Edward Snowden and Andrew Huang have published details on a project that is intended to outline a device and methods that can be used to counter lawful abuses of digital surveillance. According to the abstract, journalists and other high-value targets could easily be the target of an enemy with the technology needed to pick up the information that your mobile devices like smartphones put out.
These signals that come from our mobile devices have no “meaningful” legal protection according to the abstract meaning they are open to snooping by the government and other institutions. This snooping could give the institutions comprehensive records of phone emissions without the user of the smartphone even knowing it is happening.
The goal of the device described in the abstract is to give journalist and others tools to be able to determine when their smartphones are tracking or disclosing their location, even when the devices are supposed to be in airplane mode with all location services turned off. The goal is to perform this action using an open source, user inspectable and field verifiable module that attaches to an existing smartphone.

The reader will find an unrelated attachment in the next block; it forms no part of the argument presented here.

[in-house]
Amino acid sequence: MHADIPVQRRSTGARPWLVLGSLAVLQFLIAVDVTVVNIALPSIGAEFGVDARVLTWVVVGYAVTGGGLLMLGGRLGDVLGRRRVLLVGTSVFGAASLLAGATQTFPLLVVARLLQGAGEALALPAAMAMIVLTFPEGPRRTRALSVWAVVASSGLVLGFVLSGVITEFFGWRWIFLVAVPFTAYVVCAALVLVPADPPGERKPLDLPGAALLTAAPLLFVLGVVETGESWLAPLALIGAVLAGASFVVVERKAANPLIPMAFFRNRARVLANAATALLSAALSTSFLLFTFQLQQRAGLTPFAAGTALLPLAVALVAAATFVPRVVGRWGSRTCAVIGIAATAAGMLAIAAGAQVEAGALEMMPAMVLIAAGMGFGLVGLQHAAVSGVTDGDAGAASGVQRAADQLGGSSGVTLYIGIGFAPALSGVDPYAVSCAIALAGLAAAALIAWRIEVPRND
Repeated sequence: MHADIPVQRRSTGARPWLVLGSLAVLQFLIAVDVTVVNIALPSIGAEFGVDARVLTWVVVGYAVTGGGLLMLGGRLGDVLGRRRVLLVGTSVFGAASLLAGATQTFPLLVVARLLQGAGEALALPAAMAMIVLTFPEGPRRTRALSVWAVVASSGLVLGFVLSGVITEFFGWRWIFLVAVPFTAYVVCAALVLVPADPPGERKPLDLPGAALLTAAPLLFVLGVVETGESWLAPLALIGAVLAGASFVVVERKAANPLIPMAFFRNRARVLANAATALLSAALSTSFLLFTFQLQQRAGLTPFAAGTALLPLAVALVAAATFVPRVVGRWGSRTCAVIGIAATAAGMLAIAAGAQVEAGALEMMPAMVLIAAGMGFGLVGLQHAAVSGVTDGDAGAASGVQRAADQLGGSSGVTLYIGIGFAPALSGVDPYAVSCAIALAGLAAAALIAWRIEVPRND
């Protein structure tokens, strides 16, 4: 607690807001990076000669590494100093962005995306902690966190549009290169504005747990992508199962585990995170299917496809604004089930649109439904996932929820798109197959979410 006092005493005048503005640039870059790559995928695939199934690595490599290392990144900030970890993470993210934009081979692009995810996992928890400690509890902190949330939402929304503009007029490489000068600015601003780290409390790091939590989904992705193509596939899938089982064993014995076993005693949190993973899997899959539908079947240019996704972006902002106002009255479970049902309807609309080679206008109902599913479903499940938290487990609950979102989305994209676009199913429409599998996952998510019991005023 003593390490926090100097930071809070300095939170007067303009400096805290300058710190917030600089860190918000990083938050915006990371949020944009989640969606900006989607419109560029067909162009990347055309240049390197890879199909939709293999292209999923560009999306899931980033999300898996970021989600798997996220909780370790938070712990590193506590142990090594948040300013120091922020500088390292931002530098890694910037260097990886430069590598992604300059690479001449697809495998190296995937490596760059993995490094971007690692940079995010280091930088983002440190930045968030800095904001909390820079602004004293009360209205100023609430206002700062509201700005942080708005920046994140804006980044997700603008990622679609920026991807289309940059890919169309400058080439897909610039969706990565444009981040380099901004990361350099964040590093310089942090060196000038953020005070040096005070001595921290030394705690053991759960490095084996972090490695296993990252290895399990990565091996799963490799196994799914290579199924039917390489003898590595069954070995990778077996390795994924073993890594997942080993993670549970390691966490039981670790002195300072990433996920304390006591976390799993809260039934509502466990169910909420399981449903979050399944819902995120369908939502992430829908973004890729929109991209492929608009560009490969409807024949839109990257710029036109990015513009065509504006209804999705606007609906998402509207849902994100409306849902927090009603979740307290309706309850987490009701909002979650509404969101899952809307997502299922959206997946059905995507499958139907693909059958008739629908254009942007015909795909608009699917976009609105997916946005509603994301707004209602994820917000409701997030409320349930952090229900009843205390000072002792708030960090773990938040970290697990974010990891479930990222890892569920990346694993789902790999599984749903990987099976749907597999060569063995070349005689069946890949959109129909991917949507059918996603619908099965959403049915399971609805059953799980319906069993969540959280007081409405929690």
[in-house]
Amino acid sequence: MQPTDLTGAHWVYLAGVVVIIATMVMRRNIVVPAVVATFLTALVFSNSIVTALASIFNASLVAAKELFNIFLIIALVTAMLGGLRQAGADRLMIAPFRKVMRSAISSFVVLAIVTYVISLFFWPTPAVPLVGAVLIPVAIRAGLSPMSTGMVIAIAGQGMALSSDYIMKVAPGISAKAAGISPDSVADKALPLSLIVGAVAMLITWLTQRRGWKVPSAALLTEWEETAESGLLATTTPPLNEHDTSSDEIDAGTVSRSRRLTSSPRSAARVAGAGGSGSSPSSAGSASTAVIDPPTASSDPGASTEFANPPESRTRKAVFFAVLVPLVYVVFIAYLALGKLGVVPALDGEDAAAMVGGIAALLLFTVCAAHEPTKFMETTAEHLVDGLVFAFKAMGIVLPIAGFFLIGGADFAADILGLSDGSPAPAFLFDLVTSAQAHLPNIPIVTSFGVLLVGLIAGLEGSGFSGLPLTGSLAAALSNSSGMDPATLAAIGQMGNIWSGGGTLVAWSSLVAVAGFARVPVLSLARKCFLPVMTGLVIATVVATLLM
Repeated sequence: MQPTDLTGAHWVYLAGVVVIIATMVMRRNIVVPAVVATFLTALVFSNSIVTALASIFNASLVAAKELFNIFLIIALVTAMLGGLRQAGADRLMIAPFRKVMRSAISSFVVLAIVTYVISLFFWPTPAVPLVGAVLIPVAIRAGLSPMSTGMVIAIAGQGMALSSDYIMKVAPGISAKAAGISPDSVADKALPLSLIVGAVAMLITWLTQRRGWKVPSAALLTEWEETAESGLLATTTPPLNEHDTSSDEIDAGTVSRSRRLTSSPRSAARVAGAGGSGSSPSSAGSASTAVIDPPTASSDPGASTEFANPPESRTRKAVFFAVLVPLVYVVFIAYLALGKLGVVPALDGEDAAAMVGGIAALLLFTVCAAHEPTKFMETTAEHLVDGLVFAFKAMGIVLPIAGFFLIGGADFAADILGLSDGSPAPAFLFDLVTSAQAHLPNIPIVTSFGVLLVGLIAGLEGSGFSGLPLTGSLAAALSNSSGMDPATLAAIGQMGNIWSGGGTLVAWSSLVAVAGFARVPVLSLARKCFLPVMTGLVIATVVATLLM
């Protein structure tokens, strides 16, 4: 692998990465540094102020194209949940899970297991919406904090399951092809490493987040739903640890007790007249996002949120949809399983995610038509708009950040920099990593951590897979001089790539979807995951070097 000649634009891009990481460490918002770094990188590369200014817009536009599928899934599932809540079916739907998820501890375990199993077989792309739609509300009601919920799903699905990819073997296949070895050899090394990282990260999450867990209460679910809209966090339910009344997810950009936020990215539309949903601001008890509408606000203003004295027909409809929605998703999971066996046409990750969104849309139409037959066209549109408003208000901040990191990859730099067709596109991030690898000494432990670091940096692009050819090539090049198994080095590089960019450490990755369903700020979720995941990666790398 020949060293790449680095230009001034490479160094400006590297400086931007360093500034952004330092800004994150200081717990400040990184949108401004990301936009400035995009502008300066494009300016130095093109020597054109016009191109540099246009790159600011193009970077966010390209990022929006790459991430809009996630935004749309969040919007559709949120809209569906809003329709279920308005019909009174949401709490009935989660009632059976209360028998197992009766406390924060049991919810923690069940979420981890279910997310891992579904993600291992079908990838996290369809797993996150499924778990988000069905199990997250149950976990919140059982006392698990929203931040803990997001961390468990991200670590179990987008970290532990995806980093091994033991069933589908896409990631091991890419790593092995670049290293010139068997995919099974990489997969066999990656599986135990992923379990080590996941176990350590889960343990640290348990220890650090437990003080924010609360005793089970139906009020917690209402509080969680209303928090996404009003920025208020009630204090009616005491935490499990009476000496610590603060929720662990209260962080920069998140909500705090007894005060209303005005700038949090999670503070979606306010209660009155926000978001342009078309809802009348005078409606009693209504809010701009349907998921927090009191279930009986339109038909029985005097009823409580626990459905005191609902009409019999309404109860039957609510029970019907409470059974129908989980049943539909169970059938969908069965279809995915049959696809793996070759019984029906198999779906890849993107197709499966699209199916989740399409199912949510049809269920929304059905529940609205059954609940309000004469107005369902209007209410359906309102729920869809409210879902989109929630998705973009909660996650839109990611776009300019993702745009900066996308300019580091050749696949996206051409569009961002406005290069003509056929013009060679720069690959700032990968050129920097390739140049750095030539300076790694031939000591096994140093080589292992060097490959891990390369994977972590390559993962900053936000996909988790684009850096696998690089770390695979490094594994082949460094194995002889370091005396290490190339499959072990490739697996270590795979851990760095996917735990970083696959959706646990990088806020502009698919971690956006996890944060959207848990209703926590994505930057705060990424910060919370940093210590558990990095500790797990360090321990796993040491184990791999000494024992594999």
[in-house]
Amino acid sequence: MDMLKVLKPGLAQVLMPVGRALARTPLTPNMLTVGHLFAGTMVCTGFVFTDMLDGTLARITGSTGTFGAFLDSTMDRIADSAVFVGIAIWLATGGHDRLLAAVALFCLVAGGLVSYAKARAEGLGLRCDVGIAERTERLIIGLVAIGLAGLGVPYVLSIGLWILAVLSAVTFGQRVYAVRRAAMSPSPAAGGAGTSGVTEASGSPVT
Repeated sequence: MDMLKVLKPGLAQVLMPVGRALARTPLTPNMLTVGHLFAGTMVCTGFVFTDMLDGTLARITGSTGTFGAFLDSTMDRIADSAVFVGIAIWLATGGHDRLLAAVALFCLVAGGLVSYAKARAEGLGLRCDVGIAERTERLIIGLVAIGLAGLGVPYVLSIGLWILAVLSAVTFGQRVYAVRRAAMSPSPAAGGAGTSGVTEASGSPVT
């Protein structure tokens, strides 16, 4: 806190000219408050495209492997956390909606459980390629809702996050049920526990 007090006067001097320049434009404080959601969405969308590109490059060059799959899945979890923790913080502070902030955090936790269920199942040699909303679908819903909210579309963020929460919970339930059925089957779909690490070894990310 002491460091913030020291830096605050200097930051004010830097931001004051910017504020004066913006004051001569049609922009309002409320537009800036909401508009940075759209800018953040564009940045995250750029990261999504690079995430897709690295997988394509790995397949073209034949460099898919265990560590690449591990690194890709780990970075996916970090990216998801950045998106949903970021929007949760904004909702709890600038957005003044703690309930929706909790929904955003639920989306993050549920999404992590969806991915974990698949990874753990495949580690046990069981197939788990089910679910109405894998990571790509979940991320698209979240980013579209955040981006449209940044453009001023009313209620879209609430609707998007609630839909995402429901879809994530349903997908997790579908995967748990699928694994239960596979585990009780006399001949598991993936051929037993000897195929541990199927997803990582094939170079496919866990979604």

The rendering here is what the designers envision the device looking like. It has a small screen that shows how long the device has been “dark” for, presumably meaning not transmitting any location data. It also shows “ok” on specific services like GPS, cellular, WiFi, and Bluetooth. A hardware device such as this that can piggyback on any normal smartphone might prove to be a very useful and popular device for folks who are concerned with their privacy. The abstract does talk about modifying parts of the iPhone used in the sample; it’s unclear if this will be required on a production version of the device. There is no word on when the device might come to market or how much it might cost.
SOURCE: Bunnie Studios